We got the whole year to live through. We think it's going to be better in the second half. This is essentially a short-term investment. It's not a long-term investment, no problem. So new orders are good. It goes right into the PMI. New export orders were bad. Does not go into the PMI. That's one of the five that does not go in customer inventory way too low. Really good for the future backlog, still contracting at pretty much the same rate as December. I'm not worried about it now because backlog is not so much a leading indicator. It's more of a lagging indicator. Backlog will grow as production cannot meet the new order rate. New order rate increases, backlog's going to grow because production can't output. So I'm not concerned about that. I'm more concerned about backlog as we come down the growth curve. I'm not as concerned about backlog as we go back up the growth curve.
Okay, so demands looking really good the first time. It's looked good in 14, 15 months. Honestly, I'm optimistic. I still think we're going to see a PMI over 50 in March, but you never know. February might bring another surprise on the output side. Output is production and employment and it did what I had hoped it would do. Production was flat to December, which was flat to November. Now production was almost like a surrogate for billings. As long as you're not taking that production and shoving in revenue. I mean in the inventory this first quarter, the production may exceed billings because we've already said that we're probably going to restock the inventory, Ben. So it is maybe not as accurate in February, March and April, probably March and April more than January, but I think January we didn't really feed in our own semi-finished products and finish goods into inventory.
So I think that's showing signs of life we're now, I mean the inventory enterprise inventory number generally runs 48 to 52. We've been in the low to mid forties for a long time, and so we're breaking lots of new ground here. So it's now time to get that number back up. In the high forties, I think we came in at 46 or 46 and a half. I'm expecting probably by February, March we're probably going to get the 49, maybe 51. And that's going to help the PMI index because that number does go into the index calculation. And then the last one is I don't want to miss out on, lemme come back to employment because that's probably the biggest story, but on the input side, one of the other ones that goes into the index, that supplier deliveries, so the higher that number is on supplier deliveries, the slower suppliers are delivered.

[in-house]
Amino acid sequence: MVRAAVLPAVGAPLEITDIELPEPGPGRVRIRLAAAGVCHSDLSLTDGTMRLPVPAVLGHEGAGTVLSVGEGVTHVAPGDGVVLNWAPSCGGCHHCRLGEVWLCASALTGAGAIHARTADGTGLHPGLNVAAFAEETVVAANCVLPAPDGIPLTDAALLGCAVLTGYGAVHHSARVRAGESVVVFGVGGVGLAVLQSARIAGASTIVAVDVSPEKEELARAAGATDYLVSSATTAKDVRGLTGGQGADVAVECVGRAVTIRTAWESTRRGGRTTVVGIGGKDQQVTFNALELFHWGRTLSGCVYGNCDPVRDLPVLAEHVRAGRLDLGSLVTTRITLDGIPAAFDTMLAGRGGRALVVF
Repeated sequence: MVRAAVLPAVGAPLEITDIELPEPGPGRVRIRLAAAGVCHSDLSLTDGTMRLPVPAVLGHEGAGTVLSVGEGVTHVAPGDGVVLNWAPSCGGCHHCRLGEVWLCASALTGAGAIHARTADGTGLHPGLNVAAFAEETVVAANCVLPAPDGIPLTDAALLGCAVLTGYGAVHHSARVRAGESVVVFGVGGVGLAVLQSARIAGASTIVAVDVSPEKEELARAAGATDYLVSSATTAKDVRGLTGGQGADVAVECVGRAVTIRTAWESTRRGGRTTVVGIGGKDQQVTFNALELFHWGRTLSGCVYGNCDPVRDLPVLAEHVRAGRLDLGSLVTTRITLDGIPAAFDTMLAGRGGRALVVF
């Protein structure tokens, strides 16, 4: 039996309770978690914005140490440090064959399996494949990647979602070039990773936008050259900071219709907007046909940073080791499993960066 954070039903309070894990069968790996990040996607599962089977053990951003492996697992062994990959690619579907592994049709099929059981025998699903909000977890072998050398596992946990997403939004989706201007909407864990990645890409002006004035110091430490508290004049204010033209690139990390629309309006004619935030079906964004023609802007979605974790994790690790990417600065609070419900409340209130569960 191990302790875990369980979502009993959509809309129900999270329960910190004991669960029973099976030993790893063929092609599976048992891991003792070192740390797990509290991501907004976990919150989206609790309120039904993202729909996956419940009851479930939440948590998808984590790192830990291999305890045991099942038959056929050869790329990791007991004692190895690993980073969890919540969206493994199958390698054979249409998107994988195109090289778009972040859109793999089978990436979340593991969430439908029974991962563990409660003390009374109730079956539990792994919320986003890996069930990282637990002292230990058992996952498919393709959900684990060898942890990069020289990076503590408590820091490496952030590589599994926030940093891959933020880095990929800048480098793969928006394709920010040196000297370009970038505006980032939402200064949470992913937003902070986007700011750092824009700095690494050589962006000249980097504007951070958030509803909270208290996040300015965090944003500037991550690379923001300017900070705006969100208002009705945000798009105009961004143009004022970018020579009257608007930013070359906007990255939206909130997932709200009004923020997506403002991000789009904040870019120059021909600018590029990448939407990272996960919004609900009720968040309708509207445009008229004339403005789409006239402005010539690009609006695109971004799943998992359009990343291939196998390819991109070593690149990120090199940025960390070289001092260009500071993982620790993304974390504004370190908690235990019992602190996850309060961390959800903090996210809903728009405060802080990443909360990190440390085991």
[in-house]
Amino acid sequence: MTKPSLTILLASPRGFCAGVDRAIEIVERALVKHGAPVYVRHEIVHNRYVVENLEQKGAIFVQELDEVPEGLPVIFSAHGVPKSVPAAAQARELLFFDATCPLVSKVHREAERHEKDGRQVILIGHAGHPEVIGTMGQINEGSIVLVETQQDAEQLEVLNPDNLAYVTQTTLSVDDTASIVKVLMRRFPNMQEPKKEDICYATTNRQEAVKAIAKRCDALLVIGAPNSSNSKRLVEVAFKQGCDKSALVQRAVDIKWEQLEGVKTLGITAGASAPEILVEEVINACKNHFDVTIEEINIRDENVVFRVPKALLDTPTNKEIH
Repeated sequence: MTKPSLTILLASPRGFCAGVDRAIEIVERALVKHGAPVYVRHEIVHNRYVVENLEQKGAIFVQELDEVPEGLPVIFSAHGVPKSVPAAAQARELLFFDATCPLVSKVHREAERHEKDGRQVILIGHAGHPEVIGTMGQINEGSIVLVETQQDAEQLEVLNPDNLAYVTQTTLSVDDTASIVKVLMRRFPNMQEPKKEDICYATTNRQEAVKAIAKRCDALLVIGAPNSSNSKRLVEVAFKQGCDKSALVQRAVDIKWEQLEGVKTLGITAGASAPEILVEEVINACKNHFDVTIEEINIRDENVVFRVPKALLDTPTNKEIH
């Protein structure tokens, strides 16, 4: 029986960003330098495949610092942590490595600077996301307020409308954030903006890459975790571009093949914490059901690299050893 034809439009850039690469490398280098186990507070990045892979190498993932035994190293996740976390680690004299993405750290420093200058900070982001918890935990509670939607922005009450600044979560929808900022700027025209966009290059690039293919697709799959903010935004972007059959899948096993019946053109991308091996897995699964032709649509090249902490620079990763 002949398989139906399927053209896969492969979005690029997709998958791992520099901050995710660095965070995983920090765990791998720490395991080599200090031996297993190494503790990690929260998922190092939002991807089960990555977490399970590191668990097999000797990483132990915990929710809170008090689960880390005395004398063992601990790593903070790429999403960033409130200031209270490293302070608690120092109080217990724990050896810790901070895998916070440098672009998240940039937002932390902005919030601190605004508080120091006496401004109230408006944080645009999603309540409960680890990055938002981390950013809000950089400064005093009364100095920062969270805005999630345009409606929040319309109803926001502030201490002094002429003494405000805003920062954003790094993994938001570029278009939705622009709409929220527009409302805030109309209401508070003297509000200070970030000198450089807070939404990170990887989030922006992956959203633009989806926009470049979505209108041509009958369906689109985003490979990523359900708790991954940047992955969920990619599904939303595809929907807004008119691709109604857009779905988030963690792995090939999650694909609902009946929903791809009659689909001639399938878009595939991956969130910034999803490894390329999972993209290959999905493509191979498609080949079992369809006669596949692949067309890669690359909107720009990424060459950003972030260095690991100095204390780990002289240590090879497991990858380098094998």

They've been delivering, I mean the higher the number, the slower, so the lower the number, the faster. So they've been delivering fast for a long time where now we got very close to the 50 point, which means they're delivering slower. So the month of January was a stiffening of delivery velocity, which indicates that suppliers are now getting a lot of orders. They've de-staffed somewhat, they don't have a ton of inventory, therefore they're struggling with meeting on time delivery commitments. And that's actually a good thing because it shows strain on the manufacturing economy. So let me jump back to output. The output, like I said, it includes production and it includes employment. Employment is continuing to come down since May of last year. Our panelists pretty much reported that for everybody who was positive, there was one person who for every one positive person, there's one person who's not so positive that's been going on for four or five months and it's led to de-staffing.
Now like I said, when we asked the question in December about employment levels, our panel came back and said we de-staffed over 2% in the last six months of 2023. Done very stealthily, not very, you saw a couple of companies with 5,000, 10,000 people, but a 2% reduction in manufacturing headcount is a big reduction. So it happened, it happened throughout the year. It happened very methodically to match what the panelists predicted would be the going forward demand based on burning off all the backlog and what they considered to be stable demand going into 2024. So that's kind of happened here. We continue to de-staff. There's still in January we're still using layoffs and attrition to get the headcount down. It's not a lot of pain. There's those people are leaving and going on to other jobs as you can see by the JOLTS numbers and the jobs reports.